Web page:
On this page you’ll find a complete guide to playing the major scale on guitar.
TAB and notation has been provided along with movable scale patterns, allowing you to play all major scales – wherever you are on the fretboard.
What you’ll learn
- Open-position major scales
- The basic major scale guitar pattern.
- Four more major scale fretboard patterns.
- Why learning more than one scale pattern is beneficial.
- How the major scale is constructed.
- When to use the major scale
- You’ll also be able to practice soloing with a major scale using the backing track provided.
Let’s get started…
- About The Major Scale
- Your First Major Scales: TAB for playing C, G and A major scales in open position
- Basic Major Guitar Pattern
- 2-Octave C Major Scale TAB (Up & Down)
- 2-Octave G Major Scale TAB (Up & Down)
- All Major Scale Patterns with Example TABs
- Why learn more than one pattern for each scale?
- Joining Multiple Major Scale Guitar Patterns
- 3 Octave Major Scale Using Multiple Patterns
- Notes In The Major Scale
- How To Use The Major Scale
- More Guitar Scale Pages At Guitar Command
Other Pages on Guitar Command
- Guitar Scales: Your Complete Online Reference Page
- Download Our Comprehensive Guitar Scales Chart Book
- Practice improvising with scales using our specially-produced Guitar Scales Backing Tracks
About The Major Scale
The major scale is the ‘basic’ scale in music, and is usually the first scale a beginner student – of any instrument – will learn.
It’s easy to dismiss the major scale due to its ‘vanilla’ sound when it’s played on its own, but in actual fact many of the world’s best-known melodies are composed using the notes in a major scale. Guitarists in nearly all styles of music will regularly use major scales in their solos, riffs and licks.
The major scale serves as a ‘foundation’ for music theory and for all other scales; it’s the scale other scales are compared to.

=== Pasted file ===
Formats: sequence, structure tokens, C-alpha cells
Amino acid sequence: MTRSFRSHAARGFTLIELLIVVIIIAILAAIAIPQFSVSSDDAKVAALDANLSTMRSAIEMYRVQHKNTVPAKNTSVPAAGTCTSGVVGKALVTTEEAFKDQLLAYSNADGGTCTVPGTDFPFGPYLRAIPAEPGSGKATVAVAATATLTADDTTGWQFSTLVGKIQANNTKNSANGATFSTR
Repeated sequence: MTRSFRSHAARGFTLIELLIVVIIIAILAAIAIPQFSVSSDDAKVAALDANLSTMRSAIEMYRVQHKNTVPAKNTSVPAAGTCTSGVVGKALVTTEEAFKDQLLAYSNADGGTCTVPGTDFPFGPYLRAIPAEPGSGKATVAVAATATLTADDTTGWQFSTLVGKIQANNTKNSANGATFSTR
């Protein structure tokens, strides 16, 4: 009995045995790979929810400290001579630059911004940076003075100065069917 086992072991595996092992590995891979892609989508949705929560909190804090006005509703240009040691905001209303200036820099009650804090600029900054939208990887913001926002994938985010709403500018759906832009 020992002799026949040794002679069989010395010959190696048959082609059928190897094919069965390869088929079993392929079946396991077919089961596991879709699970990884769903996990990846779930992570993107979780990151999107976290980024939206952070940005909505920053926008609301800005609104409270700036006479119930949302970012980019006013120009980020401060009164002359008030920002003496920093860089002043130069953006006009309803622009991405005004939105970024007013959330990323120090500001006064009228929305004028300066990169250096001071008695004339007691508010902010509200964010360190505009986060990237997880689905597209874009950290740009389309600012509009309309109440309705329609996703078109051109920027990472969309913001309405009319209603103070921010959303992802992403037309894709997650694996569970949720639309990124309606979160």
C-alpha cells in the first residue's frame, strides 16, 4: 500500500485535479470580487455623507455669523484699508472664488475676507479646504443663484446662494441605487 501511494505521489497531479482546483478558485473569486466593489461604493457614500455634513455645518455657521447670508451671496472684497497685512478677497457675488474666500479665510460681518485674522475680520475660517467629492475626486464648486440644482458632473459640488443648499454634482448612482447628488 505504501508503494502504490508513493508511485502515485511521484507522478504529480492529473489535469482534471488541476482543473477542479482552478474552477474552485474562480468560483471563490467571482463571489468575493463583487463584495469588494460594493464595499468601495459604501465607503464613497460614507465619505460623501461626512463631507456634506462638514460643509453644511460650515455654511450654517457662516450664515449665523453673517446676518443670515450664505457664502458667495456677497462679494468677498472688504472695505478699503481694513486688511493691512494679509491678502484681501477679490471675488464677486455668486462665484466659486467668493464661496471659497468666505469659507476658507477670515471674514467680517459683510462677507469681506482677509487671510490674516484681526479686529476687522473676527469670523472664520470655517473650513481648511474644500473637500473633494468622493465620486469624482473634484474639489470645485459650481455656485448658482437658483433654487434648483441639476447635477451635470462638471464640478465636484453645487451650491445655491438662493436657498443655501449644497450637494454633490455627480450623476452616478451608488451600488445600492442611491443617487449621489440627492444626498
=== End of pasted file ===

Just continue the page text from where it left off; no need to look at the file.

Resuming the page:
If you have a good knowledge of major scale patterns on the guitar fretboard then you’ll be able to play every modal scale.
In other words, for each major scale pattern you learn, you’ll be getting several other scales for free!
On this page you’ll find major scale TAB, notation and patterns for playing major scales in every key all over the guitar fretboard…
Open Position Major Scale TAB
Use the following TABs to play major scales in open position (suggested fingering is provided next to each note).
- You can find out how to read guitar tab here: How To Read TAB
1 Octave C Major Scale in Open Position
1 Octave G Major Scale in Open Position
1 Octave A Major Scale in Open Position
2 Octave G Major Scale in Open Position
Basic Major Guitar Pattern
- You can find out how to read scale patterns on this page: Guitar Scale Patterns
By learning a scale as a pattern you’ll be able to play that scale with any tonic note*.
In other words, by learning a single major scale pattern (for example the basic pattern shown below), you’ll be able to play any major scale, be it a C major, D major, E major, etc. You simply move your fretting hand to the correct position on the guitar neck and play the notes as shown on the pattern.
- In order to be able to do this, you’ll need to know where the notes are on the fretboard. You’ll find a useful diagram showing every note on the fretboard here: Guitar Strings Notes
* A ‘tonic note’ of a scale is the ‘name’ note, i.e. the ‘C’ notes in a C major scale, the ‘G’ notes in a G major scale, etc.)
The pattern below is the basic major scale pattern. TABs have been provided showing how this pattern can be used to play both a C and a G major scale. You could also move the scale to other frets in order to play other major scales.
Further down the page you’ll find four additional major scale patterns and tabs.
The fingering shown in the diagram above can be used to play a major scale with any starting note.
You may have noticed that the scale pattern above includes 2 additional notes that extend the scale in either direction.
Scale diagrams often include notes that are either above or below the tonic notes in this way. This is because you’ll usually be using the scale while improvising, so knowing the extra notes available in that fretboard position can be useful.
If you just want to play the scale then start and stop on the green tonic notes, ignoring the extra notes outside of the green notes.
2-Octave C Major Scale TAB (Up & Down)
Play the pattern in seventh position (i.e. so your index finger is positioned over the 7th fret) for a 2-octave C major scale, as shown in the TAB below.
(In this position your second (middle) finger will be positioned over the ‘C’ note at the 8th fret of the 6th (lowest) string, which is the first note in the scale.)
- More information on scale patterns can be found on this page: Guitar Scale Patterns
2-Octave G Major Scale TAB (Up & Down)
Here’s the same major scale pattern being used to play a G major scale:
All Major Scale Patterns
The diagram below shows the first major scale pattern together with four more patterns. We’ll take a closer look at each of the new patterns below.